Tag Archives: Anthropology

Sex laws over the millenia

Last week I listened to an episode of Fresh Air on NPR, where Terry Gross interviewed Eric Berkowitz on his new book, ‘The Boundaries of Desire‘, about sex laws over the last century.  But what interested me more in the interview was … Continue reading

Posted in Society | Tagged , , , , , , , , , | 13 Comments

First Peoples and Neanderthals

This weekend, I finished off the last of the ‘First Peoples‘ PBS miniseries on prehistoric humans.  If  you’ve watched other documentaries on human prehistory and found them interesting, then you’ll want to watch this one to get the latest findings. … Continue reading

Posted in Science | Tagged , , , , , , , , , , | 8 Comments

First Peoples documentary series to air on PBS starting Wednesday

I’ve posted before on prehistorical societies, and the fact that, for virtually all of human history, including the history of our particular sub-species: Homo sapiens, we lived in nomadic hunter gatherer tribes.  The evidence points to anatomically modern humans first … Continue reading

Video | Posted on by | Tagged , , , , , , | 22 Comments

Religion, the Axial Age, and theoretic culture

I recently read the late Robert Bellah’s ‘Religion in Human Evolution: From the Paleolithic to the Axial Age.’  Although the title of the book seems to narrow it to just religion, in ancient societies, religion was just about everything, so … Continue reading

Posted in Philosophy, Religion | Tagged , , , , , , , , , , | 20 Comments

Confucianism and the definition of religion

I’ve noted before that defining religion is difficult.  Simple definitions (such as belief in gods) tend to either exclude some religions (such as Buddhism), or include things that most people don’t consider to be a religion (such as constitutional law or … Continue reading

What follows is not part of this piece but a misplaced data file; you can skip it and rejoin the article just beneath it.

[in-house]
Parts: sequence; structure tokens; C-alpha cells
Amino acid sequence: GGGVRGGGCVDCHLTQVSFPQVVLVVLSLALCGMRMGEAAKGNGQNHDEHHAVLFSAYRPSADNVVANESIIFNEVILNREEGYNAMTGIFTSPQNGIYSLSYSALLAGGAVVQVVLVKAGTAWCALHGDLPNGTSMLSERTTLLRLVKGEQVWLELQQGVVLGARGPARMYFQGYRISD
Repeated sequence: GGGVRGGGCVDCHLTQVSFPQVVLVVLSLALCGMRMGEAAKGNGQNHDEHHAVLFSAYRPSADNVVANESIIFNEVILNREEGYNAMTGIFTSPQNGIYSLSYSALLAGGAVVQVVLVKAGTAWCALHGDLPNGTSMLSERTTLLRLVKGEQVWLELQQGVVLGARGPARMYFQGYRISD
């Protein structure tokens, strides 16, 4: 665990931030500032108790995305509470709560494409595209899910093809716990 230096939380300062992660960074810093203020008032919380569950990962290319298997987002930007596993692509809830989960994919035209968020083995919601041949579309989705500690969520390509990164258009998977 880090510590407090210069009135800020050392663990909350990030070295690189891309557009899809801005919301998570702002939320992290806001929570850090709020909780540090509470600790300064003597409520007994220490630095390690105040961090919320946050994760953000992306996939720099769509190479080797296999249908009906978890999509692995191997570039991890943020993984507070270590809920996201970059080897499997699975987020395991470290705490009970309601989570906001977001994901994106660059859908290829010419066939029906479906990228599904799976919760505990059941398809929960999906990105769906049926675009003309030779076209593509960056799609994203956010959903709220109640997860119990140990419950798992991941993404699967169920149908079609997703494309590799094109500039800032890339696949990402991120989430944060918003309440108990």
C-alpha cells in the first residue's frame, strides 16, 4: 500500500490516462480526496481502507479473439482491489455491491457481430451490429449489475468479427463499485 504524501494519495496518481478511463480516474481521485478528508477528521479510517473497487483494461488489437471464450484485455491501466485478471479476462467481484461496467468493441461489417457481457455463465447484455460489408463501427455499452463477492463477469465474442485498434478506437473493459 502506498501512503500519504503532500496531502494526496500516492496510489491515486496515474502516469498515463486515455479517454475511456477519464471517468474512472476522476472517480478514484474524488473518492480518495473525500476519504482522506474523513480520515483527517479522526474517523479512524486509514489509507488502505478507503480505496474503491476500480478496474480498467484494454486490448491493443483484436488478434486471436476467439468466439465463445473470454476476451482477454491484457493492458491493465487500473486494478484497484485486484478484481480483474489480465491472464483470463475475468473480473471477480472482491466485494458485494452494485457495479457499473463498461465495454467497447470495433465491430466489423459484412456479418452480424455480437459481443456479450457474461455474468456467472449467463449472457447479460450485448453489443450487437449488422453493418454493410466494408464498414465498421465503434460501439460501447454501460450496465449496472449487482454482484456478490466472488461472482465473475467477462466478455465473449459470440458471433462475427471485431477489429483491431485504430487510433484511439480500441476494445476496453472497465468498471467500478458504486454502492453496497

Posted in Religion | Tagged , , , , , , , , , , | 27 Comments

Wealth may have driven the rise of moralizing religions

One of the things that a lot of people are often surprised to hear, is that most scholars don’t believe that religion was always concerned with morality, that moralizing religion didn’t exist to any significant extent before the ‘Axial Age’ … Continue reading

Posted in Zeitgeist | Tagged , , , , , , , , , , , | 29 Comments

World’s Oldest Art Identified in Half-Million-Year-Old Zigzag

I’ve noted before that I think capabilities like human language didn’t pop into being 50-75 thousand years ago, but developed over hundreds of thousands of years (if not millions).  Well, it looks like another piece of behavioral modernity may predate … Continue reading

Posted in Zeitgeist | Tagged , , , , , , , , , , | 10 Comments

How Farming Almost Destroyed Ancient Human Civilization

Annalee Newitz has a fascinating article at IO9 on early neolithic societies: How Farming Almost Destroyed Ancient Human Civilization. Roughly 9,000 years ago, humans had mastered farming to the point where food was plentiful. Populations boomed, and people began moving into … Continue reading

Posted in Zeitgeist | Tagged , , , , , , , , , , , | 22 Comments

Is the human species still evolving? Of course.

It looks like Bill Nye, the science guy, is coming out with a new book on evolution, with an excerpt at Popular Science: Is The Human Species Still Evolving? | Popular Science. We cannot step away from evolution. Our genomes are … Continue reading

Posted in Zeitgeist | Tagged , , , , , , , , , , | 10 Comments

Maybe we’ve found Neanderthals, and they are us.

The intermixing of modern humans and Neanderthals is back in the news: BBC News – DNA yields secrets of human pioneer. DNA analysis of a 45,000-year-old human has helped scientists pinpoint when our ancestors interbred with Neanderthals. The genome sequence from … Continue reading

Posted in Zeitgeist | Tagged , , , , , , , , , , , , | 4 Comments